The past twelve months have been fantastic for major stock markets - many of which are up 40 or 50%. Though it’s highly unlikely that we’ll see 50% returns in the next twelve months, we are positive on the markets and see continued movement towards more economically-sensitive stocks like financials and industrials.
Over the past year, growth (stay-at-home tech names) performed well early in the pandemic. The spread between the S&P Growth and Value indices peaked in August, and began to narrow in November once the vaccines became a reality. The spread has continued to narrow in Value’s (more economically sensitive stocks) favour ever since (Figure 1).
Figure 1: Growth of $100 – S&P Value vs. S&P Growth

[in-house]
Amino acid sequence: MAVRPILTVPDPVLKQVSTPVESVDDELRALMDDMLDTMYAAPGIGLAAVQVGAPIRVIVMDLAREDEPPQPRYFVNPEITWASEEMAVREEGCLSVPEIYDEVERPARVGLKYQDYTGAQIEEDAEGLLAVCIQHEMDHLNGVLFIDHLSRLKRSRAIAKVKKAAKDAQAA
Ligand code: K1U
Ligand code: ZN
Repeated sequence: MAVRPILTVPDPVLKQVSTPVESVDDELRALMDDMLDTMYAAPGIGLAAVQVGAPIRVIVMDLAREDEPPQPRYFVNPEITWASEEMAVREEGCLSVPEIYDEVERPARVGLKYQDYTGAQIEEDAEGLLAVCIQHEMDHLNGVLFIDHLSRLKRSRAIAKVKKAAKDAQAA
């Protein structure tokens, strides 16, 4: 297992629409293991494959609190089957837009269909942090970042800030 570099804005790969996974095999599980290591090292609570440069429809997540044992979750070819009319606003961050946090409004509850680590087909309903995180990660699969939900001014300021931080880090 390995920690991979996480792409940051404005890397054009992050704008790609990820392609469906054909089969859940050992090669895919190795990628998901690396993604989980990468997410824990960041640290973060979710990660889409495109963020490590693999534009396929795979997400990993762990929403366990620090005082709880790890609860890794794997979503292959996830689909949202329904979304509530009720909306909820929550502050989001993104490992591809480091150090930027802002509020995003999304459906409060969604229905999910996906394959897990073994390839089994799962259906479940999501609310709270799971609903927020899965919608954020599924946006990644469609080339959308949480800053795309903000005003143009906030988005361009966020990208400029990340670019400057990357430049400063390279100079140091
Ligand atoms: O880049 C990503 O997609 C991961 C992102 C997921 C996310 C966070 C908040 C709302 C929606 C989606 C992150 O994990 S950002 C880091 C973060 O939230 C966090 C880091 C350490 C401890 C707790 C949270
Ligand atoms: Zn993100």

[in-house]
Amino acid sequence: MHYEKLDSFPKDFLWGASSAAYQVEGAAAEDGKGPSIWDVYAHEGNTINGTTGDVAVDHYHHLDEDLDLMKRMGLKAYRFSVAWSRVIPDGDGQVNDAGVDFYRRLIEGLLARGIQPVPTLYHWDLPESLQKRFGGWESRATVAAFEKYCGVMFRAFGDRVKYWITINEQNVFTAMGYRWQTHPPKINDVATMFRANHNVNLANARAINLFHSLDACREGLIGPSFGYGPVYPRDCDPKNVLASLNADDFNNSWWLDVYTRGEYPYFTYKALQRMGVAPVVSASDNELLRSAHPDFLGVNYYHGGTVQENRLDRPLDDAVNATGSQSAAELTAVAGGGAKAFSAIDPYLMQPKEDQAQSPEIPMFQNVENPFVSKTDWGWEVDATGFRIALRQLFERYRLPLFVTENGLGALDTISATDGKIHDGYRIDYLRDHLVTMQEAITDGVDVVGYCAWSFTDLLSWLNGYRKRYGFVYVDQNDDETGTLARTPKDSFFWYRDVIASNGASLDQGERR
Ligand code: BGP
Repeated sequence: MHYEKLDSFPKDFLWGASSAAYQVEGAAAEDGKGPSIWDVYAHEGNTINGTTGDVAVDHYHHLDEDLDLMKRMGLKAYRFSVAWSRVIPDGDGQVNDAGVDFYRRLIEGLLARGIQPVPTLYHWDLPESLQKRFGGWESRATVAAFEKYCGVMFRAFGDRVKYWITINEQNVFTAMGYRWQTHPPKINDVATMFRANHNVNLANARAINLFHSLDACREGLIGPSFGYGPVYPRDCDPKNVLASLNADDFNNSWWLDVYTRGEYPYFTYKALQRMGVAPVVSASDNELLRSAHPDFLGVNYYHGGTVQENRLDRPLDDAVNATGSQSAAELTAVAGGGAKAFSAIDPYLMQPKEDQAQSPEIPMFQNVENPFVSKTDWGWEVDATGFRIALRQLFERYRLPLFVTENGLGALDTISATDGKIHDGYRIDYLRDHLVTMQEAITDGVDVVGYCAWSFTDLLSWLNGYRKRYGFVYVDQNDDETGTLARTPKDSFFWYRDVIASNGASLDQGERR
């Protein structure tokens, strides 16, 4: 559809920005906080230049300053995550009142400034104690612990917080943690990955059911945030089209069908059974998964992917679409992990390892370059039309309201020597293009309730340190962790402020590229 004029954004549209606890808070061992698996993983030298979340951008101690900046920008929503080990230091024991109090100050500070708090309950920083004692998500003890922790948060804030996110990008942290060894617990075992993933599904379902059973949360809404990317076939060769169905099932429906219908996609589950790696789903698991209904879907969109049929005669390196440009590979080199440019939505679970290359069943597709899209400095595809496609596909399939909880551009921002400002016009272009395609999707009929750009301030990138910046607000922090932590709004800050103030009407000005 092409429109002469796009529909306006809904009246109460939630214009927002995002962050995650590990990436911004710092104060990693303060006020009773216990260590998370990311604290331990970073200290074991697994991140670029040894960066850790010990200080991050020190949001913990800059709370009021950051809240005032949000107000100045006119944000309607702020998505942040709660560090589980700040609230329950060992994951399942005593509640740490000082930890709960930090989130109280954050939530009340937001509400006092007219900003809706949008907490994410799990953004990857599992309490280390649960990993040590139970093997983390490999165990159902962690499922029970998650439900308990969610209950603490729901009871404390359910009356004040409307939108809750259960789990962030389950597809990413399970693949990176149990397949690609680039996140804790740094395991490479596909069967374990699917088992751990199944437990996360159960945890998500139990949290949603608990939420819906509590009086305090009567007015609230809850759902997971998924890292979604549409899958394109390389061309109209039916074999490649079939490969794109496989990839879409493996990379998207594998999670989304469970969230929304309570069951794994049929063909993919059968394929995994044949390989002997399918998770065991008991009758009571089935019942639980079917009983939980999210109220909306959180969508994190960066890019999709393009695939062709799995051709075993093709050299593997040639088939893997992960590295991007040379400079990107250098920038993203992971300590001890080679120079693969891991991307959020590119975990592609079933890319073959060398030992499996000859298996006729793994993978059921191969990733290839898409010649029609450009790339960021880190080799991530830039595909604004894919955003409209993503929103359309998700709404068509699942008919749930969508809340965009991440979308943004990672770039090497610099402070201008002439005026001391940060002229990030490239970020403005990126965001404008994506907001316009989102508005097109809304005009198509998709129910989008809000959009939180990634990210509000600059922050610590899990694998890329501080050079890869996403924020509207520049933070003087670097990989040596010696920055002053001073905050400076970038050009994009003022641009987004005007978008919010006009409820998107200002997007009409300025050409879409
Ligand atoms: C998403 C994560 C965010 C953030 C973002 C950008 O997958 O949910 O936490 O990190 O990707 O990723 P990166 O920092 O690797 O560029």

The second quarter of 2021 should be a transition quarter for Canada. Hopefully, one that sees easing of many restrictions as we move towards the summer. Think of it like the plane on the tarmac, starting to move slowly forward at first before accelerating into take-off.
Understandably, investor sentiment is biased towards a strong recovery and a return to normal. Investors feel that there is a point where central bankers will be able to stop being accommodative. The European Central Bank is forecasting a slower recovery in Europe, and thus sees accommodation staying in place for longer. The Fed is seeing good growth in U.S. They have expressed a desire to allow the economy to “run hot” in order to see some inflation. In particular, they have noted a desire to make sure the recovery benefits all Americans, including those more vulnerable citizens who saw a higher economic burden from COVID.